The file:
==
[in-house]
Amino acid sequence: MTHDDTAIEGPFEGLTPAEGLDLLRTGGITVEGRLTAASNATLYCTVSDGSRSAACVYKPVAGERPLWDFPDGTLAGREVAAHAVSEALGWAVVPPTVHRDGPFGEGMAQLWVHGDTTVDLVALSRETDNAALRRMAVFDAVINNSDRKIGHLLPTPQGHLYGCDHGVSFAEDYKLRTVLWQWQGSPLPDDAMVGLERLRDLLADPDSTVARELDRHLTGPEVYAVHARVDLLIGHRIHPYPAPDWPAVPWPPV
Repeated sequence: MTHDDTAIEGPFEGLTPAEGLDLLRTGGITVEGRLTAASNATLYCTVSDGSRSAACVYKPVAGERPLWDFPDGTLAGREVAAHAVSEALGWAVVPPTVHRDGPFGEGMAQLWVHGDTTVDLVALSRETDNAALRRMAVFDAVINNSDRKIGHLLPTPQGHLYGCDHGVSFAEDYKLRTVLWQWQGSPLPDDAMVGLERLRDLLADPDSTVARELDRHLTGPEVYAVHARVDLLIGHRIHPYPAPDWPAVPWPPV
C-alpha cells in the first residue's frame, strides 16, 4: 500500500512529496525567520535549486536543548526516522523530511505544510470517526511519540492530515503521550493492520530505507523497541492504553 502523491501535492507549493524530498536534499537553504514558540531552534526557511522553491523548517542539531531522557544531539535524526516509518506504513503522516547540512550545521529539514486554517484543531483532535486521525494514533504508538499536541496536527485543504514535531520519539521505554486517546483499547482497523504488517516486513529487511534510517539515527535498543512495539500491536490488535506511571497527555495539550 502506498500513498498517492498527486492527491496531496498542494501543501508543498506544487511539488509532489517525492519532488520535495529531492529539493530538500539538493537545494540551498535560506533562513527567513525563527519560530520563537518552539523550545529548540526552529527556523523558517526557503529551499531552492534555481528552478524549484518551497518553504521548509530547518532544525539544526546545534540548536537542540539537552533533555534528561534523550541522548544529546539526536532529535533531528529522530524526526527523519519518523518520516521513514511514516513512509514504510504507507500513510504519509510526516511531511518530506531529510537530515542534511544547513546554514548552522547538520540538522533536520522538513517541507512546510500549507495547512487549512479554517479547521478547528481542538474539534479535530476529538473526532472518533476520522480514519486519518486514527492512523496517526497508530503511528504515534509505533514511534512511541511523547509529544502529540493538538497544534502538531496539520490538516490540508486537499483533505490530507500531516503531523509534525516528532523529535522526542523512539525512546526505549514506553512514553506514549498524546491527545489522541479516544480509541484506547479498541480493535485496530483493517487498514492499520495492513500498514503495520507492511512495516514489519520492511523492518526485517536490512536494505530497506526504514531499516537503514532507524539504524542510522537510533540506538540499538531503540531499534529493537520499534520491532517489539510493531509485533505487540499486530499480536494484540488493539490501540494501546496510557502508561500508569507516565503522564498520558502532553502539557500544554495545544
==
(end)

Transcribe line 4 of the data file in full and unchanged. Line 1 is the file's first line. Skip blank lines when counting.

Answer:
C-alpha cells in the first residue's frame, strides 16, 4: 500500500512529496525567520535549486536543548526516522523530511505544510470517526511519540492530515503521550493492520530505507523497541492504553 502523491501535492507549493524530498536534499537553504514558540531552534526557511522553491523548517542539531531522557544531539535524526516509518506504513503522516547540512550545521529539514486554517484543531483532535486521525494514533504508538499536541496536527485543504514535531520519539521505554486517546483499547482497523504488517516486513529487511534510517539515527535498543512495539500491536490488535506511571497527555495539550 502506498500513498498517492498527486492527491496531496498542494501543501508543498506544487511539488509532489517525492519532488520535495529531492529539493530538500539538493537545494540551498535560506533562513527567513525563527519560530520563537518552539523550545529548540526552529527556523523558517526557503529551499531552492534555481528552478524549484518551497518553504521548509530547518532544525539544526546545534540548536537542540539537552533533555534528561534523550541522548544529546539526536532529535533531528529522530524526526527523519519518523518520516521513514511514516513512509514504510504507507500513510504519509510526516511531511518530506531529510537530515542534511544547513546554514548552522547538520540538522533536520522538513517541507512546510500549507495547512487549512479554517479547521478547528481542538474539534479535530476529538473526532472518533476520522480514519486519518486514527492512523496517526497508530503511528504515534509505533514511534512511541511523547509529544502529540493538538497544534502538531496539520490538516490540508486537499483533505490530507500531516503531523509534525516528532523529535522526542523512539525512546526505549514506553512514553506514549498524546491527545489522541479516544480509541484506547479498541480493535485496530483493517487498514492499520495492513500498514503495520507492511512495516514489519520492511523492518526485517536490512536494505530497506526504514531499516537503514532507524539504524542510522537510533540506538540499538531503540531499534529493537520499534520491532517489539510493531509485533505487540499486530499480536494484540488493539490501540494501546496510557502508561500508569507516565503522564498520558502532553502539557500544554495545544